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Pulm Pharmacol Ther. 2008;21(1):88-97. Epub 2007 Jan 23.

Inhaled corticosteroids for recurrent respiratory symptoms in preschool children in general practice: randomized controlled trial.

Author information

1
Department of General Practice, University Medical Center Groningen, University of Groningen, P.O. Box 196, 9700 AD Groningen, The Netherlands. s.schokker@med.umcg.nl <s.schokker@med.umcg.nl>

Abstract

BACKGROUND:

Therapy with inhaled corticosteroids (ICS) is beneficial in patients with asthma. However, in preschool children with symptoms like cough, wheeze, or shortness of breath diagnosing asthma is difficult. Therefore, the role of ICS in the management of preschool children with recurrent respiratory symptoms is unclear. We assessed the effectiveness of ICS in preschool children with recurrent respiratory symptoms in general practice.

METHODS:

In this multicenter, randomized, double blind, placebo controlled trial, 96 children aged 1-5 years consulting their general practitioners for recurrent respiratory symptoms and in whom treatment with ICS was considered by the general practitioner were randomly allocated to receive ICS (fluticasone propionate 200 mcg/day by metered dose inhaler/spacer combination) or placebo for 6 months. Outcome assessments were carried out 1, 3, and 6 months after randomization. The primary outcome measure was the symptom score (cough, shortness of breath and wheeze during day and night) as measured by a symptom diary card. Secondary endpoints were symptom-free days, use of rescue medication, adverse events, and lung function variables as measured by the interrupter technique and forced oscillation technique.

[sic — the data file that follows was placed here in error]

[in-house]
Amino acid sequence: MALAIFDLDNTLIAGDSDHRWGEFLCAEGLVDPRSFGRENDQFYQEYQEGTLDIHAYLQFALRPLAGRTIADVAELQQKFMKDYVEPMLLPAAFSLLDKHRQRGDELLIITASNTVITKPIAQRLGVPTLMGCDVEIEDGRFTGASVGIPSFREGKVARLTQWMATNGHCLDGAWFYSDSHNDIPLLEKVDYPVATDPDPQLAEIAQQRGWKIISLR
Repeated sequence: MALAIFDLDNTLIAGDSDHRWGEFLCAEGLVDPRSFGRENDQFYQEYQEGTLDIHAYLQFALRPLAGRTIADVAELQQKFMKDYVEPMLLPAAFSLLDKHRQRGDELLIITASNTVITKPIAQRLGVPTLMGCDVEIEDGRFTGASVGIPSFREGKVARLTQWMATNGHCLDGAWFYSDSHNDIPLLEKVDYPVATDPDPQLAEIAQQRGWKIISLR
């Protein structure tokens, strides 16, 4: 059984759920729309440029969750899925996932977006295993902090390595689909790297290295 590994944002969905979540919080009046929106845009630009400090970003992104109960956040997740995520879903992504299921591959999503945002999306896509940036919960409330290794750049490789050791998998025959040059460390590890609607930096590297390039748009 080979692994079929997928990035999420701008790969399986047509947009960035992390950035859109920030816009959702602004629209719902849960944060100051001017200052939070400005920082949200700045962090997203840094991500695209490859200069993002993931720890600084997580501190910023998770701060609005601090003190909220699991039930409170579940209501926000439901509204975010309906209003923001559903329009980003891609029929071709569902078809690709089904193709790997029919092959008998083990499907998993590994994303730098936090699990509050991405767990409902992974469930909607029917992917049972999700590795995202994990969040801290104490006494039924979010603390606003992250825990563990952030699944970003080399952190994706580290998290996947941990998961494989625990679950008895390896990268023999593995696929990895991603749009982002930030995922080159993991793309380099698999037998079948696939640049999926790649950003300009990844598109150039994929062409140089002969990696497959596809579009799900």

RESULTS:

During the 6 months treatment period, symptoms improved in both groups, with no differences between ICS and placebo. In addition, none of the secondary outcome parameters showed differences between both treatment groups.

CONCLUSION:

ICS treatment has no beneficial effect in preschool children with recurrent respiratory symptoms in general practice. We therefore recommend a watchful waiting policy with only symptomatic treatment in these children. General practitioners and pediatricians should be aware of the high probability of overtreatment when prescribing ICS in these children.

PMID:
17350868
DOI:
10.1016/j.pupt.2006.12.007
[Indexed for MEDLINE]

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